Ruth Ewan: We Could Have Been Anything That We Wanted to Be and It's Not Too Late to Change
Cooper Gallery's major five-chapter exhibition and event project The Ignorant Art School: Five Sit-ins towards Creative Emancipation strides forward this autumn with a timely new exhibition by internationally celebrated Scottish artist Ruth Ewan.
We Could Have Been Anything That We Wanted to Be and It's Not Too Late to Change brings together artworks considering revolutionary time inspired by Dundee's historical connection with the 1789 French Revolution. Ewan's exhibition features a decimal clock especially installed on the public façade of Cooper Gallery, a virtual and physical perpetual Republican Calendar and an immersive installation How Many Flowers Will Make the Spring?, offering us a transcendent moment resonating with dissent and solidarity.
Desiring to introduce a new 'civil era', the French Revolution secularised and rationalised time by abolishing the 24 hour day in favour of a decimalised 10 hour day and by renaming every month of the year to reflect not the names of Gods or Kings but nature, science and the labouring classes. Inherently political, this revolutionary reclaiming of time rings loud and clear in We Could Have Been Anything That We Wanted to Be and It's Not Too Late to Change.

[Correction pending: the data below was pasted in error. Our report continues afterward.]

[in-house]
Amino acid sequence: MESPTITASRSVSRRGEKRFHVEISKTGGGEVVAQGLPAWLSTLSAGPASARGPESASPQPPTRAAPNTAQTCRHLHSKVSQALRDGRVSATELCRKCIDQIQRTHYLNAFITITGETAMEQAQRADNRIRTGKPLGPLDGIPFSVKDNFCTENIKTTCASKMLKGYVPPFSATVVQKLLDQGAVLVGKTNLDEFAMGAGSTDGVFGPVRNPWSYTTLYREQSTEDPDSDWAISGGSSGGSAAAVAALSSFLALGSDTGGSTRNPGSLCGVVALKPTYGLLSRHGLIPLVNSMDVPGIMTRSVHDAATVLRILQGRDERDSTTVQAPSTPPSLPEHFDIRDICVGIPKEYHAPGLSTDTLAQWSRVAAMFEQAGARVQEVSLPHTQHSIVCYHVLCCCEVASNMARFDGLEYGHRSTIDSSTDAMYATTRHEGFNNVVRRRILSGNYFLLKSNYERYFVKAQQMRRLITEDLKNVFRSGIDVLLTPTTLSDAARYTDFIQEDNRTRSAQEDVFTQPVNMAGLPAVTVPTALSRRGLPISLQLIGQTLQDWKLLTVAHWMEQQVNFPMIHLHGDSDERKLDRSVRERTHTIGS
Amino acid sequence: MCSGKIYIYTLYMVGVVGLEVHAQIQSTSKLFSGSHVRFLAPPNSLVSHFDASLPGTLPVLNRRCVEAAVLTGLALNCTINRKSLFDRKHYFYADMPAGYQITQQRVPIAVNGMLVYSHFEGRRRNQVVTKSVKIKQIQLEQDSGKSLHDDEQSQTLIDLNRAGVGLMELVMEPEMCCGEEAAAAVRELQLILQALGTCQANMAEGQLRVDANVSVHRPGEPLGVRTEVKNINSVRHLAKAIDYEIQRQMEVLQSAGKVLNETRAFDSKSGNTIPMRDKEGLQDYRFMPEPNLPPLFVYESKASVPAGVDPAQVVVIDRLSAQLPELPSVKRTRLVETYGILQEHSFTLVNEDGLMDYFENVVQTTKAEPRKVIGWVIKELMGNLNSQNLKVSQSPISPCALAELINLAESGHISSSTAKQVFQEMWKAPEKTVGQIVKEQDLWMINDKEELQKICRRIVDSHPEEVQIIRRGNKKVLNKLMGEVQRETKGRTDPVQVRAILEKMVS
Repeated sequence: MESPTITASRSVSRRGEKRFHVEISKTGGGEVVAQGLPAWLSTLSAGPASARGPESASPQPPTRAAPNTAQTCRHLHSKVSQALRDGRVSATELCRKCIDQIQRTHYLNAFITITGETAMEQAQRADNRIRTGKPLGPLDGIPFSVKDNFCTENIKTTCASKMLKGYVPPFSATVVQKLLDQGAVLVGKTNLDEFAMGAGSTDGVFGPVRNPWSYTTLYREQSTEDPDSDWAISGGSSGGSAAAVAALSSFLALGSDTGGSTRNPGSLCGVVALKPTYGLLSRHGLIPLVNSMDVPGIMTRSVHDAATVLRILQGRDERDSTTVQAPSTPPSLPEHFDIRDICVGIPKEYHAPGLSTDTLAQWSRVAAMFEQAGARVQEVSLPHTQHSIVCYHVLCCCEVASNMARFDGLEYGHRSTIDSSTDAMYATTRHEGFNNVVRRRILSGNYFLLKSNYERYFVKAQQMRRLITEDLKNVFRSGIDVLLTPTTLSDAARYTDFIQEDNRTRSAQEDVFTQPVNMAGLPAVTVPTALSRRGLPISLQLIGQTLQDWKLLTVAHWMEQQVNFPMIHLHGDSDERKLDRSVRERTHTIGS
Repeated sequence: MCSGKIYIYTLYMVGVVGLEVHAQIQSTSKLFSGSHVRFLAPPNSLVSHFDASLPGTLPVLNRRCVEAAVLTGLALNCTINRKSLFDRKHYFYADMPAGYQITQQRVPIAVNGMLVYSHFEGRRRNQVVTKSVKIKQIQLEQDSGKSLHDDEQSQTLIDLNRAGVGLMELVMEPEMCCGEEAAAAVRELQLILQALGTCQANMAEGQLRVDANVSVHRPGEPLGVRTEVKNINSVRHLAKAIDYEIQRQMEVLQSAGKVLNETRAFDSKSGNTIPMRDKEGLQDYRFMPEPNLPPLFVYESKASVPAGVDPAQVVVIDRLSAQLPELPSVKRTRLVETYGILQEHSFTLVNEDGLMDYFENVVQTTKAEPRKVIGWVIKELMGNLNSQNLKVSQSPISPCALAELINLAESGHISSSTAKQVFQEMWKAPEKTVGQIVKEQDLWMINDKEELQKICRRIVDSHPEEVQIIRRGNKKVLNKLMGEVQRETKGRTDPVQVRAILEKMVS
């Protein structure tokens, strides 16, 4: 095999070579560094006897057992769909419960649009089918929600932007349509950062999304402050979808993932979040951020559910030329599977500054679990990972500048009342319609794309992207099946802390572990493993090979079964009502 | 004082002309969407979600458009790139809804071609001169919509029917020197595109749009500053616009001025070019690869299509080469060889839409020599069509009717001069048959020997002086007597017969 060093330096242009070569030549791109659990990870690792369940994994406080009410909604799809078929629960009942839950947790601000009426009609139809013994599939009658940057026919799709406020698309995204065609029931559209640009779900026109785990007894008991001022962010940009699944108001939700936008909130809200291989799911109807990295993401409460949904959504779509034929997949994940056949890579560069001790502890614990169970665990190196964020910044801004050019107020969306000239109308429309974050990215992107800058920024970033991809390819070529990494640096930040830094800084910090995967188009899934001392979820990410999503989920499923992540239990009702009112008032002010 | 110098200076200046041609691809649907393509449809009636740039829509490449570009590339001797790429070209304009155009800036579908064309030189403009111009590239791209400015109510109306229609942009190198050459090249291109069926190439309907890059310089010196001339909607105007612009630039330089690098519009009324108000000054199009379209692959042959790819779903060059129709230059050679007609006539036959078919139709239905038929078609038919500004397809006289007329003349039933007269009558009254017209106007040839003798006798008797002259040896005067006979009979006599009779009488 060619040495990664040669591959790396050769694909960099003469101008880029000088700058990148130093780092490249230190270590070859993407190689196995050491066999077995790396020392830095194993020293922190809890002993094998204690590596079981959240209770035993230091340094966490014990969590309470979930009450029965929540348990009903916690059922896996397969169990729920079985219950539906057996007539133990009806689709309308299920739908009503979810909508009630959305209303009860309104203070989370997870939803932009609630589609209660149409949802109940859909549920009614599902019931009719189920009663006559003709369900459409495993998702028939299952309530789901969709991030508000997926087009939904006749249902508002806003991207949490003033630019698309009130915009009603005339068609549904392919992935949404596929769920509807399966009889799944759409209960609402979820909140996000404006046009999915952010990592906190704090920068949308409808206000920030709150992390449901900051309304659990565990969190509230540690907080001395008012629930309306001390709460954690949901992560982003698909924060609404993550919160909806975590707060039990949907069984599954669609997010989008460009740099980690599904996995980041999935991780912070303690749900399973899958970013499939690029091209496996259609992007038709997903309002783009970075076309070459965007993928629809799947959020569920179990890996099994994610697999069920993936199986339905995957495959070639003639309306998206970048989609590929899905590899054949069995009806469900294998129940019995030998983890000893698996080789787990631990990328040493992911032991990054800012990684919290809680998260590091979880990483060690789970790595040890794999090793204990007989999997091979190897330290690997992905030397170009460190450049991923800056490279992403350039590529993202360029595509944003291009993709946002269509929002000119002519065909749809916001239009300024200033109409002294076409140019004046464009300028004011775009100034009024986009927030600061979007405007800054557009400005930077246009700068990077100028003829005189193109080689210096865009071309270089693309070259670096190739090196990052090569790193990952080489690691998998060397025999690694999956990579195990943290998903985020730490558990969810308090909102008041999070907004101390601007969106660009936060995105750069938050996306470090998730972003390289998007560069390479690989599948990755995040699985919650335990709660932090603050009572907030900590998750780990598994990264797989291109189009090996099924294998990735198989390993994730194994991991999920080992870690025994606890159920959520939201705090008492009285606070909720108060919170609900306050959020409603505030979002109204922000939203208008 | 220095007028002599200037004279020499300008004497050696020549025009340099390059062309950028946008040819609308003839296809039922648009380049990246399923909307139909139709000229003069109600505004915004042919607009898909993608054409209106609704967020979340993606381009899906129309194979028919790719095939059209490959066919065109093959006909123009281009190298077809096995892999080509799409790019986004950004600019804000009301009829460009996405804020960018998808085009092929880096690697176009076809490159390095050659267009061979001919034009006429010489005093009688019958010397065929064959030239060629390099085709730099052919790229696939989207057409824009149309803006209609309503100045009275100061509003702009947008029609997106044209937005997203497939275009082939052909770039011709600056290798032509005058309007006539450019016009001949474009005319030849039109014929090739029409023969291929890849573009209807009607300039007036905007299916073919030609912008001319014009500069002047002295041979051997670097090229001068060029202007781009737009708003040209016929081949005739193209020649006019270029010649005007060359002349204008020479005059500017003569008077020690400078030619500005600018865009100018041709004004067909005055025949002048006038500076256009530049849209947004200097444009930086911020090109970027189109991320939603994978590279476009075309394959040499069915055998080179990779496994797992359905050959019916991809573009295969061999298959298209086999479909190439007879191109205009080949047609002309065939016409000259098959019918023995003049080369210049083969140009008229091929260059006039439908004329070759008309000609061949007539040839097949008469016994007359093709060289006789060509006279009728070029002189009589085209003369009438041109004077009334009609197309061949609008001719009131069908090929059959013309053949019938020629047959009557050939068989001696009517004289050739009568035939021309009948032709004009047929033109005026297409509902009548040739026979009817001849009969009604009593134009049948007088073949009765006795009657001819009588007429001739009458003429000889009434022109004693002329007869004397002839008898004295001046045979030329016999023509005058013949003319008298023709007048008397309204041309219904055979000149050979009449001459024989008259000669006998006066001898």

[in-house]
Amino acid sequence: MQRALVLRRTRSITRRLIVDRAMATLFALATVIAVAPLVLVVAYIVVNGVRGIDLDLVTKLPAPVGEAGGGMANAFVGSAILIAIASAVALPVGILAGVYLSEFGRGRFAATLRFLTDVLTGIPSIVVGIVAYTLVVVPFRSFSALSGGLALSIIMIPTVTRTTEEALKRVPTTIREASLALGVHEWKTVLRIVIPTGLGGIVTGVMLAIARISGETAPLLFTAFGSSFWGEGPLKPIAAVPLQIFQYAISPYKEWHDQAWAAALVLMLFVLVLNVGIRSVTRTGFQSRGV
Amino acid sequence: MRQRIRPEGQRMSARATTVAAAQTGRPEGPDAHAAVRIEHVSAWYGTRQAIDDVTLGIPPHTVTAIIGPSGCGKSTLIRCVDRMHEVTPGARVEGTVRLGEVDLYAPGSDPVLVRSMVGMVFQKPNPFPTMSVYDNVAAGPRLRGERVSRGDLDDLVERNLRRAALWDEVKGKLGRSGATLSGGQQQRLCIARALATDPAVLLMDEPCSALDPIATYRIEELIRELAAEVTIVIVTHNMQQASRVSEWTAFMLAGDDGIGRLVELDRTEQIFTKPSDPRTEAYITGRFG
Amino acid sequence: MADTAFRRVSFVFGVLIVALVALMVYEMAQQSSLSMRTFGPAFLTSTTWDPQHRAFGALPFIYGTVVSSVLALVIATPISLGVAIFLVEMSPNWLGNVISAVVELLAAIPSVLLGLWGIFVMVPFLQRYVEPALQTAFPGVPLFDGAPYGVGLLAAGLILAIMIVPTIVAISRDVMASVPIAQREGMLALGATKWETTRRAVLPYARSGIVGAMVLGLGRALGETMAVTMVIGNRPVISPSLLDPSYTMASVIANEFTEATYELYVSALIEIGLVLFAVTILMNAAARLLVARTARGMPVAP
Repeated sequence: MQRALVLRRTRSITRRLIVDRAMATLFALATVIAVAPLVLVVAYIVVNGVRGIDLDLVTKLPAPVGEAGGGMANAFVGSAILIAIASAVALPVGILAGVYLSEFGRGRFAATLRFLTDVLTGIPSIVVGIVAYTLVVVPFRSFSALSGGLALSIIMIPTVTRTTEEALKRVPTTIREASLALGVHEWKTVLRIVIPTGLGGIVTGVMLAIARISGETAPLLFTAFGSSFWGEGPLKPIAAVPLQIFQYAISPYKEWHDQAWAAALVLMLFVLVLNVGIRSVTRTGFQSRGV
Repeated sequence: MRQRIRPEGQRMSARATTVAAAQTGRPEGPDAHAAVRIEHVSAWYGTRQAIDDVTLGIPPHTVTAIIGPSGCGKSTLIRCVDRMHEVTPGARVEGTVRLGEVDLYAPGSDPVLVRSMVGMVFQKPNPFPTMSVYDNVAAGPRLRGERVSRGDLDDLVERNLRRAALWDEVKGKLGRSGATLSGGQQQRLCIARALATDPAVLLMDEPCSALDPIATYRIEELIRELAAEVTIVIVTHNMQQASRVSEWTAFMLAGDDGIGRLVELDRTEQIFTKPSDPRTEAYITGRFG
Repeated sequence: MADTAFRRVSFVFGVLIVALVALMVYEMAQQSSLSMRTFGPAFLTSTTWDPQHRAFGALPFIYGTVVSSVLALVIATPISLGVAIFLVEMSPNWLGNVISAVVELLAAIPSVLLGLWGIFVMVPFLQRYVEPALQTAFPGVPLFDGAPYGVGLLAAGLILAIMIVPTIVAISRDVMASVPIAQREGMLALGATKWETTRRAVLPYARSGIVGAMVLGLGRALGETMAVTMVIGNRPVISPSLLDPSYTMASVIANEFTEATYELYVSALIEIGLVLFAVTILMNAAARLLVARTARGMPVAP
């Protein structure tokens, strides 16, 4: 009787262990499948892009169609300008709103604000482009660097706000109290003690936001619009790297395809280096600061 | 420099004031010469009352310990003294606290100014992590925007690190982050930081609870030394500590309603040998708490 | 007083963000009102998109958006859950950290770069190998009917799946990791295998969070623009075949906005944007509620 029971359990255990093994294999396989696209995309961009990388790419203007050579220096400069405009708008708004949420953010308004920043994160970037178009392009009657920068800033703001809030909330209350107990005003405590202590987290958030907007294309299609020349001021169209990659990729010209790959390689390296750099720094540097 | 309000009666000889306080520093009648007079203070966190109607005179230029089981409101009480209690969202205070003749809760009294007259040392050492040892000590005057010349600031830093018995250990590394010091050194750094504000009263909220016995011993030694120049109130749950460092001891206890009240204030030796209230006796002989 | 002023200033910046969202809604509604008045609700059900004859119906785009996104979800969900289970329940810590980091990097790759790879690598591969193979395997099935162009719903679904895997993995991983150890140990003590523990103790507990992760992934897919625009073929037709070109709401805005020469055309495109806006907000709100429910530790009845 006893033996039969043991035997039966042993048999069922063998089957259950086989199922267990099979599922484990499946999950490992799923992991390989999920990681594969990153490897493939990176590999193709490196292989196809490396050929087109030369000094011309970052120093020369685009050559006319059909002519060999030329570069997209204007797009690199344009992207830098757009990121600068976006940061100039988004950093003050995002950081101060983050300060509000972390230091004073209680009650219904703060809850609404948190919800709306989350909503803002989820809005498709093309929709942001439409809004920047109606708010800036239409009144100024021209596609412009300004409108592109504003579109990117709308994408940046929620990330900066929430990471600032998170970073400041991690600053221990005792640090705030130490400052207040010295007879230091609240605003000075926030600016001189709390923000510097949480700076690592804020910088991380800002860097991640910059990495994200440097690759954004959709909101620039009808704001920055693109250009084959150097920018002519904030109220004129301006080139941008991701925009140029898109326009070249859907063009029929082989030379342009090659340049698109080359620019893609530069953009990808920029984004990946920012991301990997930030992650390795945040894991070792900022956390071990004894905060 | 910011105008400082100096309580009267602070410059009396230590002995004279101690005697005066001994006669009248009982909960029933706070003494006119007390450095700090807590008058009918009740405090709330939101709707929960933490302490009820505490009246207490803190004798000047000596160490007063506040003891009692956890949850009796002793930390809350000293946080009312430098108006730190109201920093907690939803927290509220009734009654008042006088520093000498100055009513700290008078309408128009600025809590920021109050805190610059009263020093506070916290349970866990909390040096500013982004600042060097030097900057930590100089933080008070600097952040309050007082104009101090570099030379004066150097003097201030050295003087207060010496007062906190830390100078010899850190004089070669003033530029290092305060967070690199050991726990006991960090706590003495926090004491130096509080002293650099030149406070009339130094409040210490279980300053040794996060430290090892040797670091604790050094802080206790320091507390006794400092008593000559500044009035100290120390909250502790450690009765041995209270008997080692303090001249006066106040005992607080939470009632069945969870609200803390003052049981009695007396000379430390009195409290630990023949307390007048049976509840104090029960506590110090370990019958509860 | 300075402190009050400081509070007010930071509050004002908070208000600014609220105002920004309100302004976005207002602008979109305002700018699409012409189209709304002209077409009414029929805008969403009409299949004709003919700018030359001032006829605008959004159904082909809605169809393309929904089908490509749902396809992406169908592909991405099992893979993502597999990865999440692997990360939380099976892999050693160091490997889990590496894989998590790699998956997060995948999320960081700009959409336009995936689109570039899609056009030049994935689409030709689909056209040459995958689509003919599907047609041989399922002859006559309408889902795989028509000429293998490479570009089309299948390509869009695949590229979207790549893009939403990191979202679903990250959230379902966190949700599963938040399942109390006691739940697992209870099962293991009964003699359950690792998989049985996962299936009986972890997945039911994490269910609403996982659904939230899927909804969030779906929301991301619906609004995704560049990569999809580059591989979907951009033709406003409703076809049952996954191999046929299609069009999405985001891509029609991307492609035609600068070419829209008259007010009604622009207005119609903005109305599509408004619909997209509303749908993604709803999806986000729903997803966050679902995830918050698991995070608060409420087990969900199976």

Featuring a new ambitious installation by Ewan, How Many Flowers Will Make the Spring?, weaves together oral histories and the personal recollections of activists involved in public moments of dissent with an indoor meadow-like landscape made of dried grasses and plants. Channelling the natural symbolism of the French Republican Calendar How Many Flowers Will Make the Spring? asks us to embrace liberty and freedom not as individualistic goals nor as distant utopian aims, but as collective trans-historic struggles to which we can all contribute and effect social change.
'As flowers turn toward the sun, by dint of a secret heliotropism the past strives to turn toward that sun which is rising in the sky of history." (Walter Benjamin, Theses on the Philosophy of History IV, 1940)
The exhibition is free and open to all.
Opening times Monday to Saturday, 11am-4pm.
Information published by Leisure and Culture Dundee.
Promoted By: Cooper Gallery, Duncan of Jordanstone College of Art & Design.
This event has now passed.
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